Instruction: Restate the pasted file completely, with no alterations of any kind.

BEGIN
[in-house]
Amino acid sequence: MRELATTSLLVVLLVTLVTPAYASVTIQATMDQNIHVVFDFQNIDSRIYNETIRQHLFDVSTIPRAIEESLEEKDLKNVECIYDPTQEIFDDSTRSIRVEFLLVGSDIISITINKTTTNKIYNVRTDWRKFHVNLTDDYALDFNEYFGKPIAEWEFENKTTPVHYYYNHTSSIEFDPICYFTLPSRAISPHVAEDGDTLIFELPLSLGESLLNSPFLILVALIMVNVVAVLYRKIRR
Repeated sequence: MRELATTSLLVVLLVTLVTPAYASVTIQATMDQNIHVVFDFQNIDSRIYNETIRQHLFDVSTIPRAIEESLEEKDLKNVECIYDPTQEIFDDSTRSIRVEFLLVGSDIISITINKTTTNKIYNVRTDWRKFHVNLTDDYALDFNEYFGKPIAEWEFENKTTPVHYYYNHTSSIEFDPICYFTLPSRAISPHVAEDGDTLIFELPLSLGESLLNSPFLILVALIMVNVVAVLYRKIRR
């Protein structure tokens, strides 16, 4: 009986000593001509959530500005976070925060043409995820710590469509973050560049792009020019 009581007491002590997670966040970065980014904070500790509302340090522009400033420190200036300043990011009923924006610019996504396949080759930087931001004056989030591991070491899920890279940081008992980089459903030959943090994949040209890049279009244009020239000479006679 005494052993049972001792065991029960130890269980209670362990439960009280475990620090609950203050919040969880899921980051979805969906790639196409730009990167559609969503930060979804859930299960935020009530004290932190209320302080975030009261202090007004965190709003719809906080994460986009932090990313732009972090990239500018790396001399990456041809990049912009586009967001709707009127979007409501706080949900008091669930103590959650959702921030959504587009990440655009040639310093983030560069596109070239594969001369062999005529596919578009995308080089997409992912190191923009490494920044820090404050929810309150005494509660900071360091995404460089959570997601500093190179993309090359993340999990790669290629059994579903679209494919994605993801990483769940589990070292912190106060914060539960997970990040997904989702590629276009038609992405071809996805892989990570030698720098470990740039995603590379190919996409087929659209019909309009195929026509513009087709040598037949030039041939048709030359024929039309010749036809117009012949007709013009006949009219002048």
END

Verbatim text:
[in-house]
Amino acid sequence: MRELATTSLLVVLLVTLVTPAYASVTIQATMDQNIHVVFDFQNIDSRIYNETIRQHLFDVSTIPRAIEESLEEKDLKNVECIYDPTQEIFDDSTRSIRVEFLLVGSDIISITINKTTTNKIYNVRTDWRKFHVNLTDDYALDFNEYFGKPIAEWEFENKTTPVHYYYNHTSSIEFDPICYFTLPSRAISPHVAEDGDTLIFELPLSLGESLLNSPFLILVALIMVNVVAVLYRKIRR
Repeated sequence: MRELATTSLLVVLLVTLVTPAYASVTIQATMDQNIHVVFDFQNIDSRIYNETIRQHLFDVSTIPRAIEESLEEKDLKNVECIYDPTQEIFDDSTRSIRVEFLLVGSDIISITINKTTTNKIYNVRTDWRKFHVNLTDDYALDFNEYFGKPIAEWEFENKTTPVHYYYNHTSSIEFDPICYFTLPSRAISPHVAEDGDTLIFELPLSLGESLLNSPFLILVALIMVNVVAVLYRKIRR
């Protein structure tokens, strides 16, 4: 009986000593001509959530500005976070925060043409995820710590469509973050560049792009020019 009581007491002590997670966040970065980014904070500790509302340090522009400033420190200036300043990011009923924006610019996504396949080759930087931001004056989030591991070491899920890279940081008992980089459903030959943090994949040209890049279009244009020239000479006679 005494052993049972001792065991029960130890269980209670362990439960009280475990620090609950203050919040969880899921980051979805969906790639196409730009990167559609969503930060979804859930299960935020009530004290932190209320302080975030009261202090007004965190709003719809906080994460986009932090990313732009972090990239500018790396001399990456041809990049912009586009967001709707009127979007409501706080949900008091669930103590959650959702921030959504587009990440655009040639310093983030560069596109070239594969001369062999005529596919578009995308080089997409992912190191923009490494920044820090404050929810309150005494509660900071360091995404460089959570997601500093190179993309090359993340999990790669290629059994579903679209494919994605993801990483769940589990070292912190106060914060539960997970990040997904989702590629276009038609992405071809996805892989990570030698720098470990740039995603590379190919996409087929659209019909309009195929026509513009087709040598037949030039041939048709030359024929039309010749036809117009012949007709013009006949009219002048």